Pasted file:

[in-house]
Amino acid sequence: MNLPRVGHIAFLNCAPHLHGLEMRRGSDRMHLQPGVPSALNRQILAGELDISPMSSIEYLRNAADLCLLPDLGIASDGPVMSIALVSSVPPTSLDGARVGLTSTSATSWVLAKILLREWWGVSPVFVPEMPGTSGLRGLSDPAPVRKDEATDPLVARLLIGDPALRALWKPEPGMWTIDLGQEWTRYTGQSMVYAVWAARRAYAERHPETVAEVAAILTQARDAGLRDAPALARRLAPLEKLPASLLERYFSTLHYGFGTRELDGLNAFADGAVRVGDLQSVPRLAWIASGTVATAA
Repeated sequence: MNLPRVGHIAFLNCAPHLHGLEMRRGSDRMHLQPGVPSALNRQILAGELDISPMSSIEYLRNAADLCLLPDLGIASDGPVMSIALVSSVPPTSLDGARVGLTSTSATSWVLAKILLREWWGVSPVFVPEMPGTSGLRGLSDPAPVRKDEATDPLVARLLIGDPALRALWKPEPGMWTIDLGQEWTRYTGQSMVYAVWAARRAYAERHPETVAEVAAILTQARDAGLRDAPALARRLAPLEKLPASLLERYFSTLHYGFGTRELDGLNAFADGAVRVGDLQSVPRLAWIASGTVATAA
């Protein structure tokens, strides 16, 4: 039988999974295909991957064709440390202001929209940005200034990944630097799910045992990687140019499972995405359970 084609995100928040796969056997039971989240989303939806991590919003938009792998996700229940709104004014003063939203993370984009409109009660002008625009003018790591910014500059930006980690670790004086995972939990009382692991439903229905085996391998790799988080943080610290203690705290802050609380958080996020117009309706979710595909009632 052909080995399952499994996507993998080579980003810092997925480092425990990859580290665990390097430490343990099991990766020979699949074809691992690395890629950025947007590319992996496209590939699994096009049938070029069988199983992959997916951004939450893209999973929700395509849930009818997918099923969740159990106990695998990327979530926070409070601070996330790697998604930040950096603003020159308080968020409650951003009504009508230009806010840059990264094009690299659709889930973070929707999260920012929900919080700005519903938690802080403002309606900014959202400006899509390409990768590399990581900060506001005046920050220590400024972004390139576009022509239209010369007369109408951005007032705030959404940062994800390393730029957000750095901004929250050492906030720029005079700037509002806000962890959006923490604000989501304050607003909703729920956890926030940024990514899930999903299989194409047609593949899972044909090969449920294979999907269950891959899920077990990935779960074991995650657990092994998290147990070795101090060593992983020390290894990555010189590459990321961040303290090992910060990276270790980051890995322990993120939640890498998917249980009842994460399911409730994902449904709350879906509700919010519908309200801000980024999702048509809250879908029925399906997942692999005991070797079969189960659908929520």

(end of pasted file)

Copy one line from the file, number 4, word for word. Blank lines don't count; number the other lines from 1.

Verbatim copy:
């Protein structure tokens, strides 16, 4: 039988999974295909991957064709440390202001929209940005200034990944630097799910045992990687140019499972995405359970 084609995100928040796969056997039971989240989303939806991590919003938009792998996700229940709104004014003063939203993370984009409109009660002008625009003018790591910014500059930006980690670790004086995972939990009382692991439903229905085996391998790799988080943080610290203690705290802050609380958080996020117009309706979710595909009632 052909080995399952499994996507993998080579980003810092997925480092425990990859580290665990390097430490343990099991990766020979699949074809691992690395890629950025947007590319992996496209590939699994096009049938070029069988199983992959997916951004939450893209999973929700395509849930009818997918099923969740159990106990695998990327979530926070409070601070996330790697998604930040950096603003020159308080968020409650951003009504009508230009806010840059990264094009690299659709889930973070929707999260920012929900919080700005519903938690802080403002309606900014959202400006899509390409990768590399990581900060506001005046920050220590400024972004390139576009022509239209010369007369109408951005007032705030959404940062994800390393730029957000750095901004929250050492906030720029005079700037509002806000962890959006923490604000989501304050607003909703729920956890926030940024990514899930999903299989194409047609593949899972044909090969449920294979999907269950891959899920077990990935779960074991995650657990092994998290147990070795101090060593992983020390290894990555010189590459990321961040303290090992910060990276270790980051890995322990993120939640890498998917249980009842994460399911409730994902449904709350879906509700919010519908309200801000980024999702048509809250879908029925399906997942692999005991070797079969189960659908929520």